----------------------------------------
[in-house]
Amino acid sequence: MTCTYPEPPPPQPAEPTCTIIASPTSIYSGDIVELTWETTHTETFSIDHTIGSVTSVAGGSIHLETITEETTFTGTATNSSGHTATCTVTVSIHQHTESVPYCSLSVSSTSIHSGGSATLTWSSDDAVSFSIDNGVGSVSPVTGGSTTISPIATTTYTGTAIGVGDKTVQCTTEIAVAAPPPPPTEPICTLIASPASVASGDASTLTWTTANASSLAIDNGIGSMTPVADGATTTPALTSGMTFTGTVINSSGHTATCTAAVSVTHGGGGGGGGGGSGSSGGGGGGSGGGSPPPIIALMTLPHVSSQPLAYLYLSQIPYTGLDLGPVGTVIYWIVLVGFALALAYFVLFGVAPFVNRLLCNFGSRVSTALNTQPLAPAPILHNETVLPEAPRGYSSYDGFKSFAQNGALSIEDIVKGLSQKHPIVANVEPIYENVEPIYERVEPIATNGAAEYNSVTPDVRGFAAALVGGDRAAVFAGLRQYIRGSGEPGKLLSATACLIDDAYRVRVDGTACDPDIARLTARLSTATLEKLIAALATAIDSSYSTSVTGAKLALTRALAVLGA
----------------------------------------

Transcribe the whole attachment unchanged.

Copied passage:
[in-house]
Amino acid sequence: MTCTYPEPPPPQPAEPTCTIIASPTSIYSGDIVELTWETTHTETFSIDHTIGSVTSVAGGSIHLETITEETTFTGTATNSSGHTATCTVTVSIHQHTESVPYCSLSVSSTSIHSGGSATLTWSSDDAVSFSIDNGVGSVSPVTGGSTTISPIATTTYTGTAIGVGDKTVQCTTEIAVAAPPPPPTEPICTLIASPASVASGDASTLTWTTANASSLAIDNGIGSMTPVADGATTTPALTSGMTFTGTVINSSGHTATCTAAVSVTHGGGGGGGGGGSGSSGGGGGGSGGGSPPPIIALMTLPHVSSQPLAYLYLSQIPYTGLDLGPVGTVIYWIVLVGFALALAYFVLFGVAPFVNRLLCNFGSRVSTALNTQPLAPAPILHNETVLPEAPRGYSSYDGFKSFAQNGALSIEDIVKGLSQKHPIVANVEPIYENVEPIYERVEPIATNGAAEYNSVTPDVRGFAAALVGGDRAAVFAGLRQYIRGSGEPGKLLSATACLIDDAYRVRVDGTACDPDIARLTARLSTATLEKLIAALATAIDSSYSTSVTGAKLALTRALAVLGA